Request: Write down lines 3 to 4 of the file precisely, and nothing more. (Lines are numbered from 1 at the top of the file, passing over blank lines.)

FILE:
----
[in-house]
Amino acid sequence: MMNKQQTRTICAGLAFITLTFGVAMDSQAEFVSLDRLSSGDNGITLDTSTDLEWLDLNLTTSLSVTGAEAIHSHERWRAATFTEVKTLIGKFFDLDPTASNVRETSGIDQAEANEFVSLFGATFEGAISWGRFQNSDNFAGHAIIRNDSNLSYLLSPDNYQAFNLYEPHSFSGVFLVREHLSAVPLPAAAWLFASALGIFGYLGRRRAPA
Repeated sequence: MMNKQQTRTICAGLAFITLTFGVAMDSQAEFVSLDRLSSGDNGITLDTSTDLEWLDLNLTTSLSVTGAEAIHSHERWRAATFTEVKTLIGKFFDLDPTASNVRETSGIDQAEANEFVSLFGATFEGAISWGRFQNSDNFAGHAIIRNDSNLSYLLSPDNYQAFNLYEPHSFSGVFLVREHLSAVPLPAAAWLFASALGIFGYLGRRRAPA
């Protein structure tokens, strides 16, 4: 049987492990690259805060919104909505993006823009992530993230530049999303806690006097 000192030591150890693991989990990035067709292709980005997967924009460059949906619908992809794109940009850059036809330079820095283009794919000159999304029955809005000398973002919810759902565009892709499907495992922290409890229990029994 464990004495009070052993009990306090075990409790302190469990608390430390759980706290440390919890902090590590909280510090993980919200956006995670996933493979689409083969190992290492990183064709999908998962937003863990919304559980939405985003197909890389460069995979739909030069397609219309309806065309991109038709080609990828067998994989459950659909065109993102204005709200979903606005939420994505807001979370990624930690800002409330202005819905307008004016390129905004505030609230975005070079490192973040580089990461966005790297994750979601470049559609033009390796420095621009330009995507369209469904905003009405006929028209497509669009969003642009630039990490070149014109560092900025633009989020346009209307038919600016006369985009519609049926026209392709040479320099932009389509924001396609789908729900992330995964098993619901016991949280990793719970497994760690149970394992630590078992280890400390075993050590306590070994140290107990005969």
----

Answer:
Repeated sequence: MMNKQQTRTICAGLAFITLTFGVAMDSQAEFVSLDRLSSGDNGITLDTSTDLEWLDLNLTTSLSVTGAEAIHSHERWRAATFTEVKTLIGKFFDLDPTASNVRETSGIDQAEANEFVSLFGATFEGAISWGRFQNSDNFAGHAIIRNDSNLSYLLSPDNYQAFNLYEPHSFSGVFLVREHLSAVPLPAAAWLFASALGIFGYLGRRRAPA
């Protein structure tokens, strides 16, 4: 049987492990690259805060919104909505993006823009992530993230530049999303806690006097 000192030591150890693991989990990035067709292709980005997967924009460059949906619908992809794109940009850059036809330079820095283009794919000159999304029955809005000398973002919810759902565009892709499907495992922290409890229990029994 464990004495009070052993009990306090075990409790302190469990608390430390759980706290440390919890902090590590909280510090993980919200956006995670996933493979689409083969190992290492990183064709999908998962937003863990919304559980939405985003197909890389460069995979739909030069397609219309309806065309991109038709080609990828067998994989459950659909065109993102204005709200979903606005939420994505807001979370990624930690800002409330202005819905307008004016390129905004505030609230975005070079490192973040580089990461966005790297994750979601470049559609033009390796420095621009330009995507369209469904905003009405006929028209497509669009969003642009630039990490070149014109560092900025633009989020346009209307038919600016006369985009519609049926026209392709040479320099932009389509924001396609789908729900992330995964098993619901016991949280990793719970497994760690149970394992630590078992280890400390075993050590306590070994140290107990005969």